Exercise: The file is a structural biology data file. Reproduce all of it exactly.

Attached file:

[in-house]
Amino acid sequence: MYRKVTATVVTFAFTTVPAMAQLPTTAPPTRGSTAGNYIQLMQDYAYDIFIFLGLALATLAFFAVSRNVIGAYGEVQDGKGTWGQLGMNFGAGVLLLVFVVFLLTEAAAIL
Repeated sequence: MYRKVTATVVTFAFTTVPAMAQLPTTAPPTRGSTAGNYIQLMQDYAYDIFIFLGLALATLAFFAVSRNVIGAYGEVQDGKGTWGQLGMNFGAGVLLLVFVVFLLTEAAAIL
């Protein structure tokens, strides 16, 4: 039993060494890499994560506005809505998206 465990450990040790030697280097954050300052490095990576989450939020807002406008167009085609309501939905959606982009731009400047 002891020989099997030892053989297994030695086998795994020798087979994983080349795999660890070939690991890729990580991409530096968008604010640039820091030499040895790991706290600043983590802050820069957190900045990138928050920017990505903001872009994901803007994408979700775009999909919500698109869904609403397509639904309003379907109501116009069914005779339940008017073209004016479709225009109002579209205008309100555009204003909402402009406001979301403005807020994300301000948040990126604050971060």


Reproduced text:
[in-house]
Amino acid sequence: MYRKVTATVVTFAFTTVPAMAQLPTTAPPTRGSTAGNYIQLMQDYAYDIFIFLGLALATLAFFAVSRNVIGAYGEVQDGKGTWGQLGMNFGAGVLLLVFVVFLLTEAAAIL
Repeated sequence: MYRKVTATVVTFAFTTVPAMAQLPTTAPPTRGSTAGNYIQLMQDYAYDIFIFLGLALATLAFFAVSRNVIGAYGEVQDGKGTWGQLGMNFGAGVLLLVFVVFLLTEAAAIL
């Protein structure tokens, strides 16, 4: 039993060494890499994560506005809505998206 465990450990040790030697280097954050300052490095990576989450939020807002406008167009085609309501939905959606982009731009400047 002891020989099997030892053989297994030695086998795994020798087979994983080349795999660890070939690991890729990580991409530096968008604010640039820091030499040895790991706290600043983590802050820069957190900045990138928050920017990505903001872009994901803007994408979700775009999909919500698109869904609403397509639904309003379907109501116009069914005779339940008017073209004016479709225009109002579209205008309100555009204003909402402009406001979301403005807020994300301000948040990126604050971060």